NATO’s Jens Stoltenberg said on Wednesday that the alliance’s written response was sent “in parallel to the United States.”
Although Moscow and the alliance’s positions are “far apart”, the NATO chief outlined three main areas where NATO sees “room for improvement”. He asked that Moscow and NATO reopen their “respective offices in Moscow and Brussels”.
It is unclear whether the latest diplomatic overture, which Moscow had sought, will change the course of the talks between Russia and the West that have been going on for the past few weeks.
Russian Deputy Foreign Minister Alexei Zaytsev told reporters on Thursday that they considered the idea of a war between Russia and Ukraine “unacceptable”, adding that a discussion of a ceasefire fire in eastern Ukraine in Paris “was not easy” and ended without result.
He was referring to Wednesday’s meeting of the so-called Normandy format – a four-way conversation between representatives from Ukraine, Russia, Germany and France – which is trying to broker peace in the east of Ukraine since 2014.
Zaytsev said he hoped for a different outcome when the four countries meet again in Berlin in two weeks. “There is no alternative to the Minsk agreements,” he said, referring to the regional peace framework that has repeatedly failed since its first partial implementation in 2015.
Ukrainian President Volodymyr Zelensky gave a positive assessment of the talks, in a statement Thursday that called the discussion significant.
The White House, however, disputed the official’s account, warning that unnamed sources were “running lies.” They said Biden had warned Zelensky that an impending invasion was a “distinct possibility.”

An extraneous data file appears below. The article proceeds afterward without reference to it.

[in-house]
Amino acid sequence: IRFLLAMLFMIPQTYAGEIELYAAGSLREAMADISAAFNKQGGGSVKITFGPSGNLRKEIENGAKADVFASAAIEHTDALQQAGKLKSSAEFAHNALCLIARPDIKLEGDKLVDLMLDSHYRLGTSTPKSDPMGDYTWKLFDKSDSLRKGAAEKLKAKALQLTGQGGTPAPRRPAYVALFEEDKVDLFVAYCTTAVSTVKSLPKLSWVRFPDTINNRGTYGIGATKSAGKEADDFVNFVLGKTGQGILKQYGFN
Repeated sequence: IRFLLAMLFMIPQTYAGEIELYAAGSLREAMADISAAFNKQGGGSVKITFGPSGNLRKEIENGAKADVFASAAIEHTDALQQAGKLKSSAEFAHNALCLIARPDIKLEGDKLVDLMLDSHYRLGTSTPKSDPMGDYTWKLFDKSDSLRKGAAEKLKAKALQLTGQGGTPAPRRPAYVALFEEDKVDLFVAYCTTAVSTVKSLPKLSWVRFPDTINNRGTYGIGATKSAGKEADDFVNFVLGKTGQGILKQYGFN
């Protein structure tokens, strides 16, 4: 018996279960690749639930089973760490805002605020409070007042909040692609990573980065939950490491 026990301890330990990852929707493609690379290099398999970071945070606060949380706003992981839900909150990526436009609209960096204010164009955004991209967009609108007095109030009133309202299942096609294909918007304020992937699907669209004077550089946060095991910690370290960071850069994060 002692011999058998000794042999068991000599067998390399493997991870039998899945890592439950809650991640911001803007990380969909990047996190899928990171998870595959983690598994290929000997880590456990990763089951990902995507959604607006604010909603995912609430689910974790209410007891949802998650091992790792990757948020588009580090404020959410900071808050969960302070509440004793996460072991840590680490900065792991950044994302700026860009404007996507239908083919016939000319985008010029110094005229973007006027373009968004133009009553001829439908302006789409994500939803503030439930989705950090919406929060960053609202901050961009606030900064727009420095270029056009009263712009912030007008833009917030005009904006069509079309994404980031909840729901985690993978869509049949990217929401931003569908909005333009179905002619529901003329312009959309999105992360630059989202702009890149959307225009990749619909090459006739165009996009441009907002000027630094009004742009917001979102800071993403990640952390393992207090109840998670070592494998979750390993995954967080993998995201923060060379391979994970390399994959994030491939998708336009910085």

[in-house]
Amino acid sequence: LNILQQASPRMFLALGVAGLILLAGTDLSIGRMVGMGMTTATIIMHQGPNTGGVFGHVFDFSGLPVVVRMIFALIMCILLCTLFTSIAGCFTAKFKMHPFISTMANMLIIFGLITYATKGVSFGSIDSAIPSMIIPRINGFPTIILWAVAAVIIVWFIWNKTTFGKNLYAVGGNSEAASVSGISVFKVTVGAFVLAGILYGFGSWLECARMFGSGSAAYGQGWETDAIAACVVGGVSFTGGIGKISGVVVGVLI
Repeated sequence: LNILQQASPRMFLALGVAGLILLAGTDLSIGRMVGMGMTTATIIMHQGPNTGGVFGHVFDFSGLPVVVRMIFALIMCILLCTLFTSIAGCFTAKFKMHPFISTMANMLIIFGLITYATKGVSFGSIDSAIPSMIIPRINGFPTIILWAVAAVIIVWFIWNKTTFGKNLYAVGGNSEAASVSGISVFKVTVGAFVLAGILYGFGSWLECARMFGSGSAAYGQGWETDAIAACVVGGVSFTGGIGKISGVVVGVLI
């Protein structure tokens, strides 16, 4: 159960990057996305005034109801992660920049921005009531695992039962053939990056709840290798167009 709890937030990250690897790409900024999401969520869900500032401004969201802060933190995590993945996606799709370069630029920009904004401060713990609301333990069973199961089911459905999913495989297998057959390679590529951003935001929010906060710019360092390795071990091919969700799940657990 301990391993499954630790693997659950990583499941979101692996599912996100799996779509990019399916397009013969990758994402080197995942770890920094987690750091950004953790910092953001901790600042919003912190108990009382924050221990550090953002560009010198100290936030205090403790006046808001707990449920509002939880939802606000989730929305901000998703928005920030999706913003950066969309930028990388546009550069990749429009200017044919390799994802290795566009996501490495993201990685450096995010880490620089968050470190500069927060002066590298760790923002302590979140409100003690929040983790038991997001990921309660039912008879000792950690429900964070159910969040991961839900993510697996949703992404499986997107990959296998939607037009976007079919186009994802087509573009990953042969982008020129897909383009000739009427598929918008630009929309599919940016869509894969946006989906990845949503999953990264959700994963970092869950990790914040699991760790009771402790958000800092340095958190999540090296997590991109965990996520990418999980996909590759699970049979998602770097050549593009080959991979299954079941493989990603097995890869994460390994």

During the call, which the Ukrainian official described as “long and candid,” Biden warned his Ukrainian counterpart that a Russian attack could be imminent, saying an invasion was now virtually certain once the ground had cleared. frozen later in February, according to the official.
Zelensky, however, reaffirmed his position that the threat from Russia remains “dangerous but ambiguous”, and it is uncertain whether an attack will take place, the official said.
Troop build-up sounds the alarm
The Ukrainians – who have been at war for almost eight years since Russia annexed Crimea and Russian-backed separatists seized control of the eastern Ukrainian cities of Donetsk and Luhansk – desperately need a respite from the drumbeats of war.
“People admit that uncertainty and a lack of clear emergency instructions drain their intellectual and emotional resources, making it difficult to focus on current tasks and their ability to make long-term plans,” she writes. .
On Thursday, Ukrainian Foreign Minister Dmytro Kuleba said Moscow, not Kyiv, must make concessions to defuse tensions in the region.
“The logic that Ukraine always has to make concessions to prevent Russia from being more aggressive … doesn’t work that way,” Kuleba told reporters during a visit to Copenhagen.
“I strongly believe that it is important for Western countries to succeed in this particular crisis, for the reasons I have mentioned, because in recent years Russia has not only attacked Ukraine,” he said. he said, pointing the finger at Moscow using gas supplies, alleged cyberattacks and other tactics to hit the West.
CNN’s Yulia Shevchenko, Katherina Krebs, Jennifer Deaton, Kara Fox, Radina Gigova, Jeremy Herb, Jennifer Hansler and Kylie Atwood contributed to this report.